Scott Case  19:17  

You've worked in environments before where you had teams of teams that were in different geographies or even timeshifted, right, you're running a hotel, you have employees that are the 24/7 piece, you've got at least three shifts, you've got weekend crews, you might have five or six different teams that could be some of which may never have interacted with each other and yet you needed to create a culture. Is there anything to be learned from that experience that you might have been all in the same building, but you weren't there at the same time?

Jeff David  19:49  

Yeah, I think that's the positive part of Zoom. In the Zoom, it gave me face time with everyone in a very convenient way. And we shared. Much like your style. We just shared so we didn't have structure, we just did what we called around up, everyone kind of reported in what they're doing. And then we had humor and small talk to pepper in. So that was sort of, it was like kind of self healing. So I think that's probably a positive thing about Zoom. But then again, if that's a continuation of what the future is going to be like, I think we lost our soul in hospitality, at least in my market there is.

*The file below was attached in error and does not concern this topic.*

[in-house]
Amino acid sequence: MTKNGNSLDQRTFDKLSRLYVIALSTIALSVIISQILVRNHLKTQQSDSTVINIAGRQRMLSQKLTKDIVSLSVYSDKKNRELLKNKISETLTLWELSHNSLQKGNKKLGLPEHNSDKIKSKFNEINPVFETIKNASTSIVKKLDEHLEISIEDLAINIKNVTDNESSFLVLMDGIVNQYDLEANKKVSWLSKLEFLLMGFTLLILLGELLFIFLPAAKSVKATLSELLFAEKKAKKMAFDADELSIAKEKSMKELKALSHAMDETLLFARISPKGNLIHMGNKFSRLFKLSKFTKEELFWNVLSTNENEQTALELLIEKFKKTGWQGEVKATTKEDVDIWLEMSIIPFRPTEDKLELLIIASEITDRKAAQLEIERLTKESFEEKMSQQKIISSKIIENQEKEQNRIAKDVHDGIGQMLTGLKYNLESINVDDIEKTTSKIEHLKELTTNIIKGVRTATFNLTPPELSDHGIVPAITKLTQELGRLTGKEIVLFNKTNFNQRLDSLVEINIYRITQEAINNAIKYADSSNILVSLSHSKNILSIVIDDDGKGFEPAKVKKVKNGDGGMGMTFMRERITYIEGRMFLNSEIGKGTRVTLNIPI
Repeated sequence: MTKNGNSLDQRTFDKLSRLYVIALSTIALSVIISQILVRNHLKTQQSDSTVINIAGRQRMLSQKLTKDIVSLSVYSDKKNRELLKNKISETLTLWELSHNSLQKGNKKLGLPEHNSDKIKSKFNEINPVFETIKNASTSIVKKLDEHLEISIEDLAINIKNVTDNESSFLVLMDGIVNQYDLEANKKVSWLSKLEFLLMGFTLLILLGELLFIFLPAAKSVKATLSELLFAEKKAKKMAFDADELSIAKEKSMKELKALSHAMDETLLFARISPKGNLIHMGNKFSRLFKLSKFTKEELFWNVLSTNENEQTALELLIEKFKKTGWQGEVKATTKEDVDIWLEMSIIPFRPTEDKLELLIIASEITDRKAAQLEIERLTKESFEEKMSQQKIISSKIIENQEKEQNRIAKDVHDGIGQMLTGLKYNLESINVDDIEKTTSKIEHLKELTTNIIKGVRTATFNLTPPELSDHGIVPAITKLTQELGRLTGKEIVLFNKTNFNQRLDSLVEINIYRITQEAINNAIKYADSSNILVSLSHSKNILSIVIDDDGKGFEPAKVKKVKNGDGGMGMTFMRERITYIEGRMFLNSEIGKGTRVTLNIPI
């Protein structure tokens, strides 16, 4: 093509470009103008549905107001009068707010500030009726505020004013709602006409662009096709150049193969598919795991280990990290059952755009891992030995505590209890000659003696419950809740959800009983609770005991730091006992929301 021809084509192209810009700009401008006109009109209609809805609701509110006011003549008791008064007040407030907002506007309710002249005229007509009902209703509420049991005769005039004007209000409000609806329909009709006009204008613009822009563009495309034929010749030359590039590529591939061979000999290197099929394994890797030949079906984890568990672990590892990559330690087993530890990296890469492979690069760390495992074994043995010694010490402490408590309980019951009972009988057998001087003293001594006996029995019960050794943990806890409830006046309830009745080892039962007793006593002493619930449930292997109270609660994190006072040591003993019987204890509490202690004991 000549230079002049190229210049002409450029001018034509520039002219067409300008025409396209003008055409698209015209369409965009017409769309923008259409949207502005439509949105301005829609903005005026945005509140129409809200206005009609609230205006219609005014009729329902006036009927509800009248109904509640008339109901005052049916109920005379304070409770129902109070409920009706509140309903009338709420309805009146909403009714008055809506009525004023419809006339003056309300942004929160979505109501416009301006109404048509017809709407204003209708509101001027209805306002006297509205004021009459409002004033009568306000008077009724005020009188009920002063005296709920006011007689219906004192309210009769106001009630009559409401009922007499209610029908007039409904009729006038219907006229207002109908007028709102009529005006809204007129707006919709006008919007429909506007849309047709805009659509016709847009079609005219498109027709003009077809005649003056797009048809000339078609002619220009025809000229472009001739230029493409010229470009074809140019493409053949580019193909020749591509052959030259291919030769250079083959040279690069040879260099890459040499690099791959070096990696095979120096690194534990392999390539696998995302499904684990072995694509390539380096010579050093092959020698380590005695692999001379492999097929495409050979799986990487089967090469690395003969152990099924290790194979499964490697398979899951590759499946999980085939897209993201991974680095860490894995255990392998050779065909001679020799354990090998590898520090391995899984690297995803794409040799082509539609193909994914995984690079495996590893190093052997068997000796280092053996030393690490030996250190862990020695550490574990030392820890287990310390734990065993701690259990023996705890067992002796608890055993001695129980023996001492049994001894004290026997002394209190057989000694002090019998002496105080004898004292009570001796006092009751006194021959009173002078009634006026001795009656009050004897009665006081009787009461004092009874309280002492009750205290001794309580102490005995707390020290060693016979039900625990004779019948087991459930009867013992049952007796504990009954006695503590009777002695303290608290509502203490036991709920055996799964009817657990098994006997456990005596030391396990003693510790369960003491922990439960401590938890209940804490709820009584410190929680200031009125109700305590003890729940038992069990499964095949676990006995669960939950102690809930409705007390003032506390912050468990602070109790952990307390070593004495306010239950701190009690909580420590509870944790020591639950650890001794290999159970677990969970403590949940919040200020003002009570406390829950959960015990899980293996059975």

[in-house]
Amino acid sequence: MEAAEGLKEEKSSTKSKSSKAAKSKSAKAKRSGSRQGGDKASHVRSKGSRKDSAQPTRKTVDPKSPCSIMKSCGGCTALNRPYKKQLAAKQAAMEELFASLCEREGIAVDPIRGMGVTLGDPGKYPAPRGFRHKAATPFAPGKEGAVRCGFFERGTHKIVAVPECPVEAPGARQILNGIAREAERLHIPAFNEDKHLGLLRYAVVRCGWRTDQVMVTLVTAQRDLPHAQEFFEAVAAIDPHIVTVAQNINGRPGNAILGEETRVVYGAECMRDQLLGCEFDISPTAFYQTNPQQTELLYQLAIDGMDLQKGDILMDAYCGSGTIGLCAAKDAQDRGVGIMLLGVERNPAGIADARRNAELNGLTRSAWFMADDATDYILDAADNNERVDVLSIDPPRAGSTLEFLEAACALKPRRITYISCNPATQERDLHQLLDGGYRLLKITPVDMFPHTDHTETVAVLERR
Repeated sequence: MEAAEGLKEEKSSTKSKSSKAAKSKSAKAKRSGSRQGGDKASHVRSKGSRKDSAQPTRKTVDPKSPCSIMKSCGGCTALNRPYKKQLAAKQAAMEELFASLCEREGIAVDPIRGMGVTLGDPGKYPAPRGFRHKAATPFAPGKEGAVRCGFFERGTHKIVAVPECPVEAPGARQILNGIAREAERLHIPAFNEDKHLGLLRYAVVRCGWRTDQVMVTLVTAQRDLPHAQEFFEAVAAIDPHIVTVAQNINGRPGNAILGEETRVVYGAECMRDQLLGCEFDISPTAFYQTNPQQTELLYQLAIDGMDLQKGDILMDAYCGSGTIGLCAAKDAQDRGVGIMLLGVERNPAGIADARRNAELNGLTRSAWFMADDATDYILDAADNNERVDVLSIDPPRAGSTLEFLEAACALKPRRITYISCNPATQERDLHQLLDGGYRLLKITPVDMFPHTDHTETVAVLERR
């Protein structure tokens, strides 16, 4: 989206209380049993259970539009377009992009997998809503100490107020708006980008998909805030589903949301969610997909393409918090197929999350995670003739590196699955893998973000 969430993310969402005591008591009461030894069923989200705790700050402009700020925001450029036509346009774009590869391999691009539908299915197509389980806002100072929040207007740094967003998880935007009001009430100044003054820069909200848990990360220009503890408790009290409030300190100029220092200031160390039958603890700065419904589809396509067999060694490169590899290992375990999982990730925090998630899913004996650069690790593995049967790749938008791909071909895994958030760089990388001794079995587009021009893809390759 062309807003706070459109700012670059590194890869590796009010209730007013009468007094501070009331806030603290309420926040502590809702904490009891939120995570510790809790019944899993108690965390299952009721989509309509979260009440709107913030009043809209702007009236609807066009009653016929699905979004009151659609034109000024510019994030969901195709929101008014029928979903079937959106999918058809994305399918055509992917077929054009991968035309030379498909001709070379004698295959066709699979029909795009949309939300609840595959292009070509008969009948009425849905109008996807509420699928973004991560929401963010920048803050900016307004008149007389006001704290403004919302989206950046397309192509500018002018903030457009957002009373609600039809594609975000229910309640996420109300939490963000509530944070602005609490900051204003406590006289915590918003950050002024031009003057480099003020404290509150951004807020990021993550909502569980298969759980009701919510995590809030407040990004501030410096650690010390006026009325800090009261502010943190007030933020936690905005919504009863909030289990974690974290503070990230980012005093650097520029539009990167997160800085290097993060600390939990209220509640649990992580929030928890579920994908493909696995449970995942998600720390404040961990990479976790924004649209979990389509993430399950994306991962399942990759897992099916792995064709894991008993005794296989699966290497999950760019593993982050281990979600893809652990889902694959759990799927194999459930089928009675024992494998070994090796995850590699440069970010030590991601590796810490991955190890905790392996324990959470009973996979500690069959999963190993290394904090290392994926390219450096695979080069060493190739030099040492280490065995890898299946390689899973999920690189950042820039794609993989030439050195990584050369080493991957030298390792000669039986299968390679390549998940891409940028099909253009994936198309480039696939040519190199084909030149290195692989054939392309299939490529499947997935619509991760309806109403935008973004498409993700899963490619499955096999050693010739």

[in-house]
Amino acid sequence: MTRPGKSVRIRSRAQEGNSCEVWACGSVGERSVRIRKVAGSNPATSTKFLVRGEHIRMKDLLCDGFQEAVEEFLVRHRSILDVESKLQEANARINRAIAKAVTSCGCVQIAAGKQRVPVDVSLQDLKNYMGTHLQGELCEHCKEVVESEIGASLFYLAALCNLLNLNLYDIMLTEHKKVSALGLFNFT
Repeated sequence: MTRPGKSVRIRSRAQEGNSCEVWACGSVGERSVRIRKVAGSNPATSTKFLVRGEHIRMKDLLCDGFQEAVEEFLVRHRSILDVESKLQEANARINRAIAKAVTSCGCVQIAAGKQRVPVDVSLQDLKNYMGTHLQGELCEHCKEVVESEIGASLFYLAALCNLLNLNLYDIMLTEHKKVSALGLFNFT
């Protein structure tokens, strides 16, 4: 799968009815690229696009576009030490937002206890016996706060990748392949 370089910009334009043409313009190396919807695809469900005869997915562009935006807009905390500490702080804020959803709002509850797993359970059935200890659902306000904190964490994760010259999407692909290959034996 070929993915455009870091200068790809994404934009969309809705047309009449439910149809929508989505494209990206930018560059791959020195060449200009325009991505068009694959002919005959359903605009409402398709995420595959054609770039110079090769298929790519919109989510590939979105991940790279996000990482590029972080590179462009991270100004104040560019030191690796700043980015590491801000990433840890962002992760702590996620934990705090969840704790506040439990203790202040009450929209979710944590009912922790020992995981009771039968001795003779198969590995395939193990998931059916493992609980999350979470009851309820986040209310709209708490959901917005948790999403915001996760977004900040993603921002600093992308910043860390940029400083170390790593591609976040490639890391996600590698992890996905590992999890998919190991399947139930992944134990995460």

Scott Case  20:30  

Well, a big part of hospitality is going somewhere and experiencing something new and being in a different place. And so I can see the kind of the tension there. Do you see, and staying within that hospitality in your case, you're working on a membership, but broaden it out to the entire hospitality space, whether it's hotels or restaurants or Airbnbs, you know, you've worked in a lot of different environments – Do you see any fundamental shifts for people, because they've been through this experience, changing the way they go about leveraging hospitality in the future?